General Electric today said it will spend $520 million to acquire Lineage Power Holdings, a company that specializes in fine-tuning power for servers, storage devices and other equipment inside datacenters.
GE bought the company from the Gores Group. Lineage pulled in $450 million of revenue in 2010.
Lineage's products, in a nutshell, take high-voltage AC power from the grid and turn it into steady streams of power for datacenters. The portfolio includes AC-DC converters, DC-DC converters, equipment for DC datacenters and other components.
Green IT stands as one of the largest potential markets in clean energy and efficiency. Datacenters only account for approximately 2 percent of U.S. electricity consumption. Utilities, however, are in many parts of the country capping the power that datacenters can buy. This puts banks and web companies like Google in an uncomfortable position: either don't grow your business or find ways to squeeze out more calculations per watt.
As a result, green datacenter equipment isn't an option like solar panels or fuel cells might be. It has become a necessity. Mike Dauber at Battery Ventures points out that one company recently calculated that to build its dream datacenter, it would have to build it next door to the Hoover Dam to get enough power.
Some of the ideas out there include more efficient cooling and better monitoring of weather conditions inside datacenters (SynapSense) application shifting (Power Assure) liquid cooling (IBM), better power supplies (Google) switching from Intel processors to ARM processors (Calxeda, Freescale, Marvell, Nvidia), more efficient servers that use Intel's Atom processors for phones (SeaMicro), putting datacenters in caves (Helsinki has a datacenter in a WWII-era bomb shelter) and LED lights (Redwood Systems). (I have the hots for this subject; have you noticed?)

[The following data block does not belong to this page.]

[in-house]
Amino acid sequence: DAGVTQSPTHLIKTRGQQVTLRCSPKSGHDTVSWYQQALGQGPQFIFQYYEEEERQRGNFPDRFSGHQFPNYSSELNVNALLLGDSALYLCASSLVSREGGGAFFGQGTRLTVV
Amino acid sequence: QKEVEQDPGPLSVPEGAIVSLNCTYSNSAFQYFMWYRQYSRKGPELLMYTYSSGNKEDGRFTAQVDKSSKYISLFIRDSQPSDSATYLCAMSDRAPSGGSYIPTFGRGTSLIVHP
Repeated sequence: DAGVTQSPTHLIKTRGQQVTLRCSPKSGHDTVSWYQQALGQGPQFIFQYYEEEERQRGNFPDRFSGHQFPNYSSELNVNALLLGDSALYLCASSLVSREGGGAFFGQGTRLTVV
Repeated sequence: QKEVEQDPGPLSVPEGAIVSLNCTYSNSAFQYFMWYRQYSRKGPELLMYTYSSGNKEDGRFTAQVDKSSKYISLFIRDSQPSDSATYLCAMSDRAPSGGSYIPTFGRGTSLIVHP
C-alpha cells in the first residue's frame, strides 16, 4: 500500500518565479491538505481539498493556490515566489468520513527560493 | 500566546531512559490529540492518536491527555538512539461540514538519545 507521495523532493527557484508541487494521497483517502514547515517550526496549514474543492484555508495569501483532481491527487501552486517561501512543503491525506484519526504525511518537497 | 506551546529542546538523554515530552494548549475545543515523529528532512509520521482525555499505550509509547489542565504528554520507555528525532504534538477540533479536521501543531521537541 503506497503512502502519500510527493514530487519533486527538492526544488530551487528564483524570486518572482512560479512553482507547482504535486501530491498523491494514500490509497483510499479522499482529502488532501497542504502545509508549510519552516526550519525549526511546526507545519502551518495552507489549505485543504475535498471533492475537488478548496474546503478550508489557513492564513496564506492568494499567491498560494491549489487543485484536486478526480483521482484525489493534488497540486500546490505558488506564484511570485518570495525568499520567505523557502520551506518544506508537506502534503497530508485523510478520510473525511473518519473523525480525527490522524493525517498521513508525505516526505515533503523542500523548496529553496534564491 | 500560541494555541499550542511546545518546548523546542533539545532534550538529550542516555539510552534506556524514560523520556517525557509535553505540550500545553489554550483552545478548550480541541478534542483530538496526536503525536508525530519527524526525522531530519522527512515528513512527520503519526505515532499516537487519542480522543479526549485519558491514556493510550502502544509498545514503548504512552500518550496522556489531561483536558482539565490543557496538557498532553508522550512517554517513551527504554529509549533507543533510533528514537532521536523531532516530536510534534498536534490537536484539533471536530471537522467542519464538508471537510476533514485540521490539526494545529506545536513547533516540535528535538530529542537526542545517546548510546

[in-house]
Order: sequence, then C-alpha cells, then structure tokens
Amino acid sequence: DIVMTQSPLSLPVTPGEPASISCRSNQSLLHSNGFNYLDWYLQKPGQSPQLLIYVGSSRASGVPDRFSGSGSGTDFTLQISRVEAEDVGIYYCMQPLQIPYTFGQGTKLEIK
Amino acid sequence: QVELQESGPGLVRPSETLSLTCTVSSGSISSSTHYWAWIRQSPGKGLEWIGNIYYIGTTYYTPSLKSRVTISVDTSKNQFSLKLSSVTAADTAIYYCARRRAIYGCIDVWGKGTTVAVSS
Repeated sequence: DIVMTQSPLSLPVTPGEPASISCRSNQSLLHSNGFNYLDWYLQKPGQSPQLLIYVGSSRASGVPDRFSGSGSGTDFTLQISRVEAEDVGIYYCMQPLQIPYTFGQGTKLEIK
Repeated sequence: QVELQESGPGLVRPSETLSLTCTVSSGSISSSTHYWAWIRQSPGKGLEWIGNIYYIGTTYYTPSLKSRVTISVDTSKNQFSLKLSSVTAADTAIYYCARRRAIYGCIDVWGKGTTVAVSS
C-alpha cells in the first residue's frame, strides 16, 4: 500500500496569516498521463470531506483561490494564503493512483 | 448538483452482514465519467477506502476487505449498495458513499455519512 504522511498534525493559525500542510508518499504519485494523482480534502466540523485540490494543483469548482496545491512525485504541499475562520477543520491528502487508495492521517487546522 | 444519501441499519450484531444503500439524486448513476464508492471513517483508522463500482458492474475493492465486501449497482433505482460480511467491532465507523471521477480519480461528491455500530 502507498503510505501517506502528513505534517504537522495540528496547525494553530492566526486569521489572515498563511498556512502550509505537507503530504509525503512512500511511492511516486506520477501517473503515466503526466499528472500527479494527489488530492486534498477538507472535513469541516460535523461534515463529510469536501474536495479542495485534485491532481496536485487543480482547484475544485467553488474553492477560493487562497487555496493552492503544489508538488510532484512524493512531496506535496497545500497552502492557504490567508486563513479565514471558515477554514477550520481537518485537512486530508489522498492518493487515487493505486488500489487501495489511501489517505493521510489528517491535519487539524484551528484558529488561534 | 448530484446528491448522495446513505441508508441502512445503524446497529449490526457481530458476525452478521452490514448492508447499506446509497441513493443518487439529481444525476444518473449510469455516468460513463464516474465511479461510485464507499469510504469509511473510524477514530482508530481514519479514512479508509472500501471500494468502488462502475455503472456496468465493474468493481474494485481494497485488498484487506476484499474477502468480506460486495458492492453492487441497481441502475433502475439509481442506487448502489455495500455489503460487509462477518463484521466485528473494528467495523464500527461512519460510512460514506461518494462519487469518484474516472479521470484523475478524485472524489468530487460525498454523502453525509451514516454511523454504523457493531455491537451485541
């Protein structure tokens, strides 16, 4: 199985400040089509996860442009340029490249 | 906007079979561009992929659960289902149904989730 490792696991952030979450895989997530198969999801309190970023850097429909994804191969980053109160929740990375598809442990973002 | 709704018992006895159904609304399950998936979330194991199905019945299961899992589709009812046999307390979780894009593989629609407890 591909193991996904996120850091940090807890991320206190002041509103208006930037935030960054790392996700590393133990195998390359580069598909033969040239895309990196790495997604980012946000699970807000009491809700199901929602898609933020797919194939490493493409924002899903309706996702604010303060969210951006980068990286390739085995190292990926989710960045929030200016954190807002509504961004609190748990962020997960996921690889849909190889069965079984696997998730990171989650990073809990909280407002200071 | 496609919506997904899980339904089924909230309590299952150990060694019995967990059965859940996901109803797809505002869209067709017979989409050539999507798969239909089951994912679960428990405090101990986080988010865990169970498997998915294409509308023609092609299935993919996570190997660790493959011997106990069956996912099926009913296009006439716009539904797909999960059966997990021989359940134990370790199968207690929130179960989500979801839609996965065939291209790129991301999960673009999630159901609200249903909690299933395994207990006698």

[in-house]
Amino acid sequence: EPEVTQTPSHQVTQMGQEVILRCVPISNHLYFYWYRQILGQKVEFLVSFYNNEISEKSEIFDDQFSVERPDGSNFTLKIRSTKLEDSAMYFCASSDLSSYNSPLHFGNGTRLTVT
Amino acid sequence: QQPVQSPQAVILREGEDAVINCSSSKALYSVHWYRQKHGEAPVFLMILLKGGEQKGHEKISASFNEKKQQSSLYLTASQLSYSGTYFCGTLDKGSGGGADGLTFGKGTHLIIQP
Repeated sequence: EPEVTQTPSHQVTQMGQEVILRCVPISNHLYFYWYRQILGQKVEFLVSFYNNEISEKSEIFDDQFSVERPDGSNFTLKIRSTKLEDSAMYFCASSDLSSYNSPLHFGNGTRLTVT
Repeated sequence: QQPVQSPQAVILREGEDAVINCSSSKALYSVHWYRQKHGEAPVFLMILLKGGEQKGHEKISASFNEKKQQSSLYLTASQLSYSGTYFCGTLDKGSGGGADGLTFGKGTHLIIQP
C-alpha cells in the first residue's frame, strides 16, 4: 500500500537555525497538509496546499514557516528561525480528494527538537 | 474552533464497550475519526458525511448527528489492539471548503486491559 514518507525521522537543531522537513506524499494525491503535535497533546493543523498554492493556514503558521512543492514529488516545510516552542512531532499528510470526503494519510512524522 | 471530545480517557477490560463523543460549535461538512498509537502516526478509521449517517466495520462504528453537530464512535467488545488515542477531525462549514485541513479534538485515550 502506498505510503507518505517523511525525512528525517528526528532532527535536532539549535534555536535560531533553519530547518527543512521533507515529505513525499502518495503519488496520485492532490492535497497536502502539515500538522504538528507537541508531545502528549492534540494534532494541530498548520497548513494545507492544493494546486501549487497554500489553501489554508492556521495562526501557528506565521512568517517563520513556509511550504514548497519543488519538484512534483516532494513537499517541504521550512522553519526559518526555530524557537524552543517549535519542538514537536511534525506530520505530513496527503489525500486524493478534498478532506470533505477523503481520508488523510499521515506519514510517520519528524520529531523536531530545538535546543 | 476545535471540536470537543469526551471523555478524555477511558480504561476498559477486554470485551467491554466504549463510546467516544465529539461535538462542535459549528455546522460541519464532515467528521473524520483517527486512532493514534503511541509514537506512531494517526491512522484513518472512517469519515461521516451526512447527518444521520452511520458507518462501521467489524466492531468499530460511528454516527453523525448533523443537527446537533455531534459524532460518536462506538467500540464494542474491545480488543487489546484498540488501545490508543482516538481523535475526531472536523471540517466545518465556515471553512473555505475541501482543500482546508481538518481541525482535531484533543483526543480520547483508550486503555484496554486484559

One of the more novel ideas: running datacenters completely on DC. In the usual scenario, power is converted from AC to DC and vice-versa, several times before it actually performs any work in the server. Each conversion wastes power. In a DC datacenter, high voltage AC gets converted at the front door, so to speak, and then distributed and consumed as high (or low) voltage DC thereafter. Both Validus DC Systems and Nextek Power Systems have equipment for running datacenters and buildings on DC.
Lineage has more efficient AC-DC equipment, as well as DC equipment, so it will give GE a wide variety of options.
Who might get bought next? Rumors have swirled around Validus, which works with GE, IBM, and Oracle (via Sun). Nextek gets visitors regularly from companies and government officials in Asia. And the rest of those guys above are somewhat attractive, too.
Like ABB and Siemens, GE has been snapping up acquisitions. Other recent buys include Dressner, an infrastructure company, and Wellstream Holdings, an industrial pipe maker.